Peddling the Bush Agenda

With his education system under attack, Jeb Bush has begun selling a revolutionary idea: Failure is good.

The Florida governor is piping that message into our homes as part of a massive state-funded advertising campaign called "Read to Learn." The ads are aimed at families struggling under the stigma of a child's flunking the Florida Comprehensive Assessment Test. And that's a lot of families. About 43,000 third-graders across the state, 23 percent of the total, failed the FCAT this past spring, 5,700 of them in Broward and Palm Beach counties. About 25,000 are expected to be held back from fourth grade this year.

Might sound grim, but Bush is answering the critics with the TV campaign. The first commercial, which began airing a couple of weeks ago, is titled: "A Florida Teacher Talks About the Benefits of a Student Repeating a Grade." In it, a pretty sixth-grade teacher named Jennifer Sillman, who works in Hillsborough County, tells of the virtues of failure.

"If we can find and identify the students who cannot read and fully comprehend what they are reading, if we can retain them and allow them the time to catch up, it will benefit them not only for the fourth grade but for all their future years in school."

On a state Department of Education-run Internet site,, there are testimonials from seven other educators and a couple of parents on the joys of flunking. All are expected to be broadcast in the coming weeks.

"Read to Learn" is a beautiful ploy. By focusing on a few success stories, Bush brushes aside an overwhelming body of research that shows "grade repetition," as the state sometimes calls it, is harmful to most students and greatly increases their chances of dropping out of school before graduation.

Bush knows that a well-placed (dis)information campaign trumps actual facts every time. It's a good slogan too, "Read to Learn," much better than the more obvious: "Leaving 25,000 Children Behind."

And Jeb's big brother, George, the president, is also adept at the art of wonderfully unscrupulous salesmanship, as his buildup to the Iraq war proved. And there are many more ad campaigns to come. I've obtained rough drafts of some (both Karl Rove and Jeb's chief counsel, Rocky Rodriguez, need to learn to lock their cars) and found them to be flat-out brilliant.

First, here's the president's future propaganda plans:

Title: The Benefits of the Bush Tax Cuts

Problem: A lot of folks are peeved that the vast majority of the benefits of the tax cuts are going to the richest people in the country. Some believe it's part of a plan to loot the government for our friends, dismantle the education department, and kill all the social programs. They are right, of course, but they mustn't think that anymore.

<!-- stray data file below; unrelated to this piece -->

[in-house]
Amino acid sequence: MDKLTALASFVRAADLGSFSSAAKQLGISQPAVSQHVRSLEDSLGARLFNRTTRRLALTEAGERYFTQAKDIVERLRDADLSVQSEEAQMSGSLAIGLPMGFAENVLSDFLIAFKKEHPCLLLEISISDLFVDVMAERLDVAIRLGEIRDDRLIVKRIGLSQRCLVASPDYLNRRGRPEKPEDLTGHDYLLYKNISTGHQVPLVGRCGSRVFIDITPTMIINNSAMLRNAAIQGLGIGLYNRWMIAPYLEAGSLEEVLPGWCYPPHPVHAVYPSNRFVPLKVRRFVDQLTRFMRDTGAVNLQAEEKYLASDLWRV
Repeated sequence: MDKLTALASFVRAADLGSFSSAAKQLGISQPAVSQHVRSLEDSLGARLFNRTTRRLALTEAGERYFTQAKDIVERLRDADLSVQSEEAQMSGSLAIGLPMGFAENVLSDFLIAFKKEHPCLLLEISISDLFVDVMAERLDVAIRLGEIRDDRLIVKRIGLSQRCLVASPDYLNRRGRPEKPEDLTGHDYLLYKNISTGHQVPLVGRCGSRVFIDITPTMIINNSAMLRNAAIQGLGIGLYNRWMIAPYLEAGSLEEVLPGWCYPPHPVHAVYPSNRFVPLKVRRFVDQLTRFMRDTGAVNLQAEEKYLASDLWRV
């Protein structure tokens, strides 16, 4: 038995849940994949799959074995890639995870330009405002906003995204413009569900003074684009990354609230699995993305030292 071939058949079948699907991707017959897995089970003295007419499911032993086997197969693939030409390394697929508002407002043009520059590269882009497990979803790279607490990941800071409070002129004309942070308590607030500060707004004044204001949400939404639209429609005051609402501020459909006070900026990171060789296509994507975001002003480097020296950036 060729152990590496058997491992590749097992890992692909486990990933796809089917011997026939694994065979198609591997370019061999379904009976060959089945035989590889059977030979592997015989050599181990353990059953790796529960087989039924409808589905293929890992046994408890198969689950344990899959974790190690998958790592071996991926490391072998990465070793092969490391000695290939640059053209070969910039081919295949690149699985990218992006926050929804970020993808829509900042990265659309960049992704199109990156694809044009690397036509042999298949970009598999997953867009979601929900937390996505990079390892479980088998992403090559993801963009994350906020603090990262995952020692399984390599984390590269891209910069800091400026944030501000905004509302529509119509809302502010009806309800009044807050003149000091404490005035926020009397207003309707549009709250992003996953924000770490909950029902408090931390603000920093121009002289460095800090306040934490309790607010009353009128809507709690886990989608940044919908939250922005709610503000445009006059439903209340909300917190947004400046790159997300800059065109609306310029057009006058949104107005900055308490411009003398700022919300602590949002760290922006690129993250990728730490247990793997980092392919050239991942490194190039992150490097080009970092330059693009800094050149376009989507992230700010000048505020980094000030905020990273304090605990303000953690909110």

Spokesperson: H. Wayne Huizenga.

Script: "The tax cuts not only make me richer but also help my homeless center in Fort Lauderdale. Yes, the numbers of homeless have been rising steadily; we've seen increasing traffic at the Huizenga Family Campus of the Broward County Central Homeless Assistance Center. Watching those silly, sick, smelly bastards hobble up to suck on the government teat makes my eyes water. (It really is just water -- my tears haven't produced salt since I was 7. More efficient that way). The tax cut has also caused a rise in consumer consumption -- and we all know what that means. More garbage, baby. That's where Waste Management comes in. I'm cleaning up, literally. Ha ha.

"Was that a boo from the audience? Did I hear a boo? That was a joke, folks. Lighten up. You know what's relaxing? Buying a used car at Auto Nation for a low, low no-haggle price. Oh, and another thing: The Dolphins are going to win the Super Bowl this year. Finally, I can throw away that 'I Bought the Dolphins and All I Got Was a Lousy World Series Ring' T-shirt. The Super Bowl! Not bad for a half-sociopathic rich kid from Chicago, huh? Now give daddy that big juicy tax cut."

Title: The Benefits of Unemployment

Problem: Under the leadership of President Bush, the country's unemployment rates have hit their highest point in decades. This year alone, more than a half-million jobs have been lost. We need some positive spin on this issue.

Spokesperson: A well-kempt, good-looking fellow on a couch.

Script: "I have just two words for anyone who disses unemployment: daytime television. Think about it -- while you're toiling away at work, I'm hanging out with Regis and Ripa. It's da bomb, as they like to say on Rikki Lake. So maybe I haven't had a paycheck since I was fired five months ago, but at least I'm not knocking up women like them dogs on Maury. Am I right? Woof woof! And you know Doctor Phil cures all my ills, girlfriend! Hey, since we're talking here, can I move in with you? They're threatening to foreclose on my house in Boca. All's I need is a couch, a remote, and some Doritos, yo. I mean, unless NASA hires me back as chief safety engineer -- and, uh, I really doubt that's going to happen -- I'll just chizill at your pizad."

KEEP NEW TIMES BROWARD-PALM BEACH FREE... Since we started New Times Broward-Palm Beach, it has been defined as the free, independent voice of South Florida, and we'd like to keep it that way. With local media under siege, it's more important than ever for us to rally support behind funding our local journalism. You can help by participating in our "I Support" program, allowing us to keep offering readers access to our incisive coverage of local news, food and culture with no paywalls.
Bob Norman
Contact: Bob Norman